After nearly two years of frustration and disappointment, members of the Korean American Grocers' Victims Assn. gathered last week to boost their spirits and raise money to reopen their businesses and rebuild their lives.
Victims of the 1992 riots, association members say their recovery has been stalled by conditions placed on them by the city, including such costly requirements as hiring security guards, providing additional lighting and limiting business hours.
Largely as a result of these conditions, only six of 174 Korean American grocery and liquor store owners have been able to reopen their businesses, executive director Min Paek said at a dinner Tuesday at the Radisson Wilshire Plaza Hotel. The dinner raised $8,000.
"We understand that there are too many liquor stores, but these store owners were there legally," Paek said. "What they want to know is what is the city's plan for what they should do now. Whenever you put a damper on small-business people, you can't have economic revitalization."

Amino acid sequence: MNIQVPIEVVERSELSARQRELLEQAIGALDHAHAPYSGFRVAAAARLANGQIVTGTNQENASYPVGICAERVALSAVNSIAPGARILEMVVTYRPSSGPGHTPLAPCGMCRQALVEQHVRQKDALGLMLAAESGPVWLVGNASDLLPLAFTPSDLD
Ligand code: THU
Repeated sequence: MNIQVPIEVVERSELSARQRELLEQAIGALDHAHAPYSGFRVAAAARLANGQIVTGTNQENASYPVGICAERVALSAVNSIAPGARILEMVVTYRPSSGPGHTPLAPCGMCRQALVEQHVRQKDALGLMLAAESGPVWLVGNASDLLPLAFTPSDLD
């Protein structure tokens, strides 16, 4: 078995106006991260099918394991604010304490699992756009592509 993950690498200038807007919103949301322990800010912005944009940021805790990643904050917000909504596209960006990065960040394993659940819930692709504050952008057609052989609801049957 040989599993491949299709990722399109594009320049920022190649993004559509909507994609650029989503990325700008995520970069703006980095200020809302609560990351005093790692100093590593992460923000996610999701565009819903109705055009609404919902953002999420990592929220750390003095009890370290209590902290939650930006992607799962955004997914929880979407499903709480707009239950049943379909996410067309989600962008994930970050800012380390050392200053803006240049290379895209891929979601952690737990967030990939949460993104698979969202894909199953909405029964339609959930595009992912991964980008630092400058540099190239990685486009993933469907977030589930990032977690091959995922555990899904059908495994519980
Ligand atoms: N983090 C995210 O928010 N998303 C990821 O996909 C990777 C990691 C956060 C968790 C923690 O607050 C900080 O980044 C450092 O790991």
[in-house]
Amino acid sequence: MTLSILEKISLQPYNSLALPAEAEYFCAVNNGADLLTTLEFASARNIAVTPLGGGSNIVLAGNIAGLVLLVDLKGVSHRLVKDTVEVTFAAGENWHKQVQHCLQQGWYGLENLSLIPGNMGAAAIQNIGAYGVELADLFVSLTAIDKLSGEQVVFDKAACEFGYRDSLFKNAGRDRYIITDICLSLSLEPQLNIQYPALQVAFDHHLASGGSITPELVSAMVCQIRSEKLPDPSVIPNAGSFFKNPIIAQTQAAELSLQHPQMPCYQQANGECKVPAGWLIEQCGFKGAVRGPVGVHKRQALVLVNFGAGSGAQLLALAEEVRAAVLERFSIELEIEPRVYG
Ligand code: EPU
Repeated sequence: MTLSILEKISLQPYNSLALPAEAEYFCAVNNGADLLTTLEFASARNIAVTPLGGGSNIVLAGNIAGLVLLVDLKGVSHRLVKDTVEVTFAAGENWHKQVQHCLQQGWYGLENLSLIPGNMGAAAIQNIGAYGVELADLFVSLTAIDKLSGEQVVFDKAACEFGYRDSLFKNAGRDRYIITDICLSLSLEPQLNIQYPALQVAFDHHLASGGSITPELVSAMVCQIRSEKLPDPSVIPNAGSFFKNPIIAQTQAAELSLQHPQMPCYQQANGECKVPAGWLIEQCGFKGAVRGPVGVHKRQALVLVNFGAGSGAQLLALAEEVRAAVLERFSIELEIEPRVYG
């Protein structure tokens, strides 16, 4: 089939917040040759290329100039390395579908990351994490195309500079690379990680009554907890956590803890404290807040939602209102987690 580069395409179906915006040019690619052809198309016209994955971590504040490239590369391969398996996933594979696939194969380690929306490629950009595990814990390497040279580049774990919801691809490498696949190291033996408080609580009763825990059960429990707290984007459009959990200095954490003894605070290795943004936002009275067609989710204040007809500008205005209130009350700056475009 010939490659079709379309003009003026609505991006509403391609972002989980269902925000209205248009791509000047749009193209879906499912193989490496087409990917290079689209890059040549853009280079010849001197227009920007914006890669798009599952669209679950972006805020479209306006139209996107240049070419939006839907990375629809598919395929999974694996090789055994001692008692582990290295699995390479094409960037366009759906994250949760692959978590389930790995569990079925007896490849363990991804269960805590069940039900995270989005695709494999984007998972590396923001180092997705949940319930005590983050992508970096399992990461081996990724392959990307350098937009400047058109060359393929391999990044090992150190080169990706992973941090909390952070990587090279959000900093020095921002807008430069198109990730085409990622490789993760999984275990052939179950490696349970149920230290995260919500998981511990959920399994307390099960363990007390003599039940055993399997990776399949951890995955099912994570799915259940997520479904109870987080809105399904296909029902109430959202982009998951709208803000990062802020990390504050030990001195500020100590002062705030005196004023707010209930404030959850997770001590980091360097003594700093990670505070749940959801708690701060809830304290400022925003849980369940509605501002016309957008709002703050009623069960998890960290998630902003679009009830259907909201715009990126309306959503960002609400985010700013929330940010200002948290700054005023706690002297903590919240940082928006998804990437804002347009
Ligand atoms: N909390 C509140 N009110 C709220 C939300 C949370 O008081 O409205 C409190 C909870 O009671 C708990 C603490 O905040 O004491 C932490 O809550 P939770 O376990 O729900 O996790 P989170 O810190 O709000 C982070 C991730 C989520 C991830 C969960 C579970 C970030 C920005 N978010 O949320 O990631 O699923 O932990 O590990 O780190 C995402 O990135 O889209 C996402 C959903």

"All these conditions, it's not fair," said Jae Yul Kim, the group's president. "I'm waiting for the city to do something, but I'm still looking for a business outside of L.A."
Tina Y. Choi, a special assistant with the mayor's office, said a task force is reviewing the conditions, looking for compromises that would allow the store owners to reopen.
Paek said she hoped to keep the store owners from giving up by keeping them involved in lobbying efforts. "We have to make sure that the politicians are not just giving us lip service. We want to make them accountable as much as we are accountable. Our theme is 'Healing the Community,' and we hope that we can through our efforts."